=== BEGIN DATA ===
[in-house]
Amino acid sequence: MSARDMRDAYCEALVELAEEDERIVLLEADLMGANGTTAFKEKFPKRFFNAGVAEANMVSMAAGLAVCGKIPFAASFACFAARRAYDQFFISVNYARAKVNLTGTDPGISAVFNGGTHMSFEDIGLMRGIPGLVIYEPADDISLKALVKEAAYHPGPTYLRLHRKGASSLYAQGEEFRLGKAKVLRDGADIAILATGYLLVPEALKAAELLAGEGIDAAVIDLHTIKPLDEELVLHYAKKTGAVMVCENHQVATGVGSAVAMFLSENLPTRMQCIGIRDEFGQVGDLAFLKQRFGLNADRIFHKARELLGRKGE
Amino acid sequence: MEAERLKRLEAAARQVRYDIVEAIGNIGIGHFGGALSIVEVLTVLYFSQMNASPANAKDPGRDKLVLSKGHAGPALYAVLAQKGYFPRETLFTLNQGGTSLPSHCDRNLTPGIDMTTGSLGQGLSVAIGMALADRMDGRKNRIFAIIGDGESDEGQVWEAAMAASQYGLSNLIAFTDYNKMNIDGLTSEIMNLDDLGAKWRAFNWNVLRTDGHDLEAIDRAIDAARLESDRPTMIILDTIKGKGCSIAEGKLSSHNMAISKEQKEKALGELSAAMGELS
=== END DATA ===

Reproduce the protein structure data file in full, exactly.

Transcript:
[in-house]
Amino acid sequence: MSARDMRDAYCEALVELAEEDERIVLLEADLMGANGTTAFKEKFPKRFFNAGVAEANMVSMAAGLAVCGKIPFAASFACFAARRAYDQFFISVNYARAKVNLTGTDPGISAVFNGGTHMSFEDIGLMRGIPGLVIYEPADDISLKALVKEAAYHPGPTYLRLHRKGASSLYAQGEEFRLGKAKVLRDGADIAILATGYLLVPEALKAAELLAGEGIDAAVIDLHTIKPLDEELVLHYAKKTGAVMVCENHQVATGVGSAVAMFLSENLPTRMQCIGIRDEFGQVGDLAFLKQRFGLNADRIFHKARELLGRKGE
Amino acid sequence: MEAERLKRLEAAARQVRYDIVEAIGNIGIGHFGGALSIVEVLTVLYFSQMNASPANAKDPGRDKLVLSKGHAGPALYAVLAQKGYFPRETLFTLNQGGTSLPSHCDRNLTPGIDMTTGSLGQGLSVAIGMALADRMDGRKNRIFAIIGDGESDEGQVWEAAMAASQYGLSNLIAFTDYNKMNIDGLTSEIMNLDDLGAKWRAFNWNVLRTDGHDLEAIDRAIDAARLESDRPTMIILDTIKGKGCSIAEGKLSSHNMAISKEQKEKALGELSAAMGELS